What tilt and recline angles are acceptable in motor-vehicle transportation and what are the potential negative consequences of reclining an occupant too much?

WC19 does not place any requirements on the backrest recline or seat tilt angles used to transport persons in wheelchairs. WC19 only places requirements on tilt and recline angles provided for in the wheelchair design, and on preferred and recommended tilt and recline angles that must be specified in the manufacturer’s instructions and warnings to the user .

The only design requirement that WC19 places on the wheelchair is that the backrest frame is capable of being tilted to within 30 degrees of vertical and that the seat frame can be positioned within 30 degrees of horizontal. That is, WC19 requires that the wheelchair allow the wheelchair user to attain a seated posture. Stretchers, beds, and other devices that might be used will therefore not comply with WC19.

WC19 also requires manufacturers of wheelchairs designed for use in transportation to provide instructions and warnings in the wheelchair literature that the wheelchair backrest should not be reclined more than 30 degrees to the vertical. This maximum ”recommended” recline angle is intended to help maintain effective performance of belt-type restraint systems by having the shoulder belts in close proximity to, and preferably in contact with, the chest and shoulders. When the torso is reclined, the distance between the shoulder belt and the occupant increases, and this results in increased forces on the occupant in a frontal crash. In addition, with a more reclined torso posture, the chest will tend to take more of the load than the shoulders, thereby increasing the probability of belt-induced thoracic injuries.

It is also preferable for the lap angle to be between 45 and 75 degrees relative to the horizontal, and at an angle of 30 degrees or more to the occupant’s thigh angle. These angles will help ensure that the lap belt remains low on the pelvis in a frontal crash, and that the potential for lap-belt induced injuries to the relatively soft abdomen is minimized.

WC19 does not require the manufacturer to make a recommendation about the maximum tilt or incline angle of the seat of tilt-in-space wheelchairs. While inclining a forward-facing seat has some benefit in a frontal crash in that the seat provides additional restraint for forward movement of the pelvis in a frontal crash, too much seat incline increases the possibility of the lap belt loading the softer abdomen. However, up to 30 degrees of seat incline relative to the horizontal is considered acceptable.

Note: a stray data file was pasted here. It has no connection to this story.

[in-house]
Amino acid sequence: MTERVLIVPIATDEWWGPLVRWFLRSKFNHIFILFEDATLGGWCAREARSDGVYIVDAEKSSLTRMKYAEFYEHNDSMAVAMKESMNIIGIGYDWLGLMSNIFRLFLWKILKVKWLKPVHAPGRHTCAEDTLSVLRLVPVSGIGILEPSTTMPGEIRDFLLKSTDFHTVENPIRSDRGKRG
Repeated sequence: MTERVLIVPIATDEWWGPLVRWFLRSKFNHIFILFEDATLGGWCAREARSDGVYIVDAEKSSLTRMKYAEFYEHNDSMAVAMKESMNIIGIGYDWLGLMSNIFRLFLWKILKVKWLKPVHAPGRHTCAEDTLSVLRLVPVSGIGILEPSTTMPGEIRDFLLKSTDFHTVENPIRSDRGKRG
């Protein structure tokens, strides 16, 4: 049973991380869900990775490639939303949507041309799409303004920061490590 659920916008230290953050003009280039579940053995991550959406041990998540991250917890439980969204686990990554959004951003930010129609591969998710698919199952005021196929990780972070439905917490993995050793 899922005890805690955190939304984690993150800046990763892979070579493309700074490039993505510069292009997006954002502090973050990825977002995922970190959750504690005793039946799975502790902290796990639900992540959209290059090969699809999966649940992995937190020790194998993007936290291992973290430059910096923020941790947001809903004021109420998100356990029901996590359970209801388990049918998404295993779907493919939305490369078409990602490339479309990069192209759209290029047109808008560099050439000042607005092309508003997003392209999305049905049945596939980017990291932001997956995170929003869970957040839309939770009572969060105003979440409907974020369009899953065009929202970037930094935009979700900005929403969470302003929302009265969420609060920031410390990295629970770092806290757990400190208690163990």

In some situations it may be necessary to recline a backrest and tilt a seat more than these recommended limits. This may reduce effectiveness of the belt restraint system, but sometimes a trade off is needed for postural stability or the medical needs of the patient. In these situations, it is still desirable to keep the lap angle steep and the shoulder belt as close to the upper torso as possible, perhaps by adjusting the locations of the belt anchor points more rearward in the vehicle.

It is also important to clarify the difference between seat recline and tilt angles used in the WC19 frontal impact test, and the wheelchair design and user instruction requirements noted above. When a wheelchair is tested on an impact sled according to the requirements of WC19 as specified in Annex A, the seat tilt angle and back-support angle are usually set between 5 and 15 degrees to the horizontal and vertical, respectively. Wheelchair manufacturers know that these test angles are recorded in the test report. However, just because a wheelchair has been tested with the seat adjusted to an angle of 5 to 15 degrees does not mean that these are the maximum acceptable recline or tilt angles for use in transportation. While wheelchair manufacturers may recommend recline and tilt angles in this range, they should also indicate that recline and tilt angles up to 30 degrees are acceptable.

Finally, WC19 requires that tilt-in-space wheelchairs are dynamically tested at 30 mph with the seat tilted rearward of the most-forward tilt position. Thus, the tilt locking mechanism is dynamically loaded and must demonstrate that it will not fail catastrophically in a relatively severe frontal crash. Although the same principles about maximum tilt and recline angles apply to non-WC19-compliant wheelchairs, the fact that the tilt mechanism may not be strong enough to hold up under frontal crash loading adds an additional concern when using higher seat tilt angles, especially when the tiedown straps are attached to the wheelchair base rather than the seat. If the seat-tilt locking mechanism fails, a more reclined seat will pitch forward more than a more upright seat. A sudden and large change in seat orientation due to failure of a tilt locking mechanism would be likely to reduce the effectiveness of the belt restraint system, and further increase the possibility of the lap belt loading the abdomen of the wheelchair user.